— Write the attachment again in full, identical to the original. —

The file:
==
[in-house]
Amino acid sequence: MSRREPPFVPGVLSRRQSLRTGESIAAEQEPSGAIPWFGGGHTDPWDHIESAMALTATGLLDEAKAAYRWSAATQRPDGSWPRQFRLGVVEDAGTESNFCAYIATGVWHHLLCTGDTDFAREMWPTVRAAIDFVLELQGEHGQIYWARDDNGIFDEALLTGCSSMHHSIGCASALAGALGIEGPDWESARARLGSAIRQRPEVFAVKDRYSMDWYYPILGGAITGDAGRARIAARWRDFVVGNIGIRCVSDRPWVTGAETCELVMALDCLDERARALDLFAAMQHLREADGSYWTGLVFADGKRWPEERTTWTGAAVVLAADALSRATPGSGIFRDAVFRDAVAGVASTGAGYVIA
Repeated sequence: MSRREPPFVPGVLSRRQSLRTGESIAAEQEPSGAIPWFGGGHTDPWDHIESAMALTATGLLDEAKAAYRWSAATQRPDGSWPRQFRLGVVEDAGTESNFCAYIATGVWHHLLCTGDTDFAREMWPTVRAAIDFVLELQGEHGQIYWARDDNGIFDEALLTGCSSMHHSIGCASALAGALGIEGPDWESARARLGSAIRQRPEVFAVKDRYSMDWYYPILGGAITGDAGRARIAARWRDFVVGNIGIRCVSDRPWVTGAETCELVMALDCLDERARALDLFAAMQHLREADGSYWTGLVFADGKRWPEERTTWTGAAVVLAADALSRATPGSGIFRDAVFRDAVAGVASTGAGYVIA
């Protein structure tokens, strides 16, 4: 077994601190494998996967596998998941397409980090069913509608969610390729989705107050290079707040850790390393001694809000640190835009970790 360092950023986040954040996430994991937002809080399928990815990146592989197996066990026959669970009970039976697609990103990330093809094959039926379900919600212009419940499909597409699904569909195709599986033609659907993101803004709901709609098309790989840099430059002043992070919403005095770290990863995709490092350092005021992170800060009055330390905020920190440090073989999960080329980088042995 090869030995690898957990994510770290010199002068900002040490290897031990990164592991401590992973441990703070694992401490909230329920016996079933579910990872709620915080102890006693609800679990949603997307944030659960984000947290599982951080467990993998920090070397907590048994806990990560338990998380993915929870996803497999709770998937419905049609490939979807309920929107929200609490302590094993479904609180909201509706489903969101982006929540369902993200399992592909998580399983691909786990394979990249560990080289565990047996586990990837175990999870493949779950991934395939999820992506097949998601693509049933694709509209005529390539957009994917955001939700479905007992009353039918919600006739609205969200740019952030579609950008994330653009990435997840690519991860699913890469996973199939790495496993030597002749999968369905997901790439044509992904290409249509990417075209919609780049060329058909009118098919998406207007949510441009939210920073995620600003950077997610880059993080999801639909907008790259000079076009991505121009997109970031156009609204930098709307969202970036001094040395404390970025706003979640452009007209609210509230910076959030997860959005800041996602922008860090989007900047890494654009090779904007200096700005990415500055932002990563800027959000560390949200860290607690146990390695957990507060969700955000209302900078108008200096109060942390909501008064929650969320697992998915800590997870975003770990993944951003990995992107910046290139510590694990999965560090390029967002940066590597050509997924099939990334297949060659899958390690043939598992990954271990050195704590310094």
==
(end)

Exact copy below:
[in-house]
Amino acid sequence: MSRREPPFVPGVLSRRQSLRTGESIAAEQEPSGAIPWFGGGHTDPWDHIESAMALTATGLLDEAKAAYRWSAATQRPDGSWPRQFRLGVVEDAGTESNFCAYIATGVWHHLLCTGDTDFAREMWPTVRAAIDFVLELQGEHGQIYWARDDNGIFDEALLTGCSSMHHSIGCASALAGALGIEGPDWESARARLGSAIRQRPEVFAVKDRYSMDWYYPILGGAITGDAGRARIAARWRDFVVGNIGIRCVSDRPWVTGAETCELVMALDCLDERARALDLFAAMQHLREADGSYWTGLVFADGKRWPEERTTWTGAAVVLAADALSRATPGSGIFRDAVFRDAVAGVASTGAGYVIA
Repeated sequence: MSRREPPFVPGVLSRRQSLRTGESIAAEQEPSGAIPWFGGGHTDPWDHIESAMALTATGLLDEAKAAYRWSAATQRPDGSWPRQFRLGVVEDAGTESNFCAYIATGVWHHLLCTGDTDFAREMWPTVRAAIDFVLELQGEHGQIYWARDDNGIFDEALLTGCSSMHHSIGCASALAGALGIEGPDWESARARLGSAIRQRPEVFAVKDRYSMDWYYPILGGAITGDAGRARIAARWRDFVVGNIGIRCVSDRPWVTGAETCELVMALDCLDERARALDLFAAMQHLREADGSYWTGLVFADGKRWPEERTTWTGAAVVLAADALSRATPGSGIFRDAVFRDAVAGVASTGAGYVIA
């Protein structure tokens, strides 16, 4: 077994601190494998996967596998998941397409980090069913509608969610390729989705107050290079707040850790390393001694809000640190835009970790 360092950023986040954040996430994991937002809080399928990815990146592989197996066990026959669970009970039976697609990103990330093809094959039926379900919600212009419940499909597409699904569909195709599986033609659907993101803004709901709609098309790989840099430059002043992070919403005095770290990863995709490092350092005021992170800060009055330390905020920190440090073989999960080329980088042995 090869030995690898957990994510770290010199002068900002040490290897031990990164592991401590992973441990703070694992401490909230329920016996079933579910990872709620915080102890006693609800679990949603997307944030659960984000947290599982951080467990993998920090070397907590048994806990990560338990998380993915929870996803497999709770998937419905049609490939979807309920929107929200609490302590094993479904609180909201509706489903969101982006929540369902993200399992592909998580399983691909786990394979990249560990080289565990047996586990990837175990999870493949779950991934395939999820992506097949998601693509049933694709509209005529390539957009994917955001939700479905007992009353039918919600006739609205969200740019952030579609950008994330653009990435997840690519991860699913890469996973199939790495496993030597002749999968369905997901790439044509992904290409249509990417075209919609780049060329058909009118098919998406207007949510441009939210920073995620600003950077997610880059993080999801639909907008790259000079076009991505121009997109970031156009609204930098709307969202970036001094040395404390970025706003979640452009007209609210509230910076959030997860959005800041996602922008860090989007900047890494654009090779904007200096700005990415500055932002990563800027959000560390949200860290607690146990390695957990507060969700955000209302900078108008200096109060942390909501008064929650969320697992998915800590997870975003770990993944951003990995992107910046290139510590694990999965560090390029967002940066590597050509997924099939990334297949060659899958390690043939598992990954271990050195704590310094």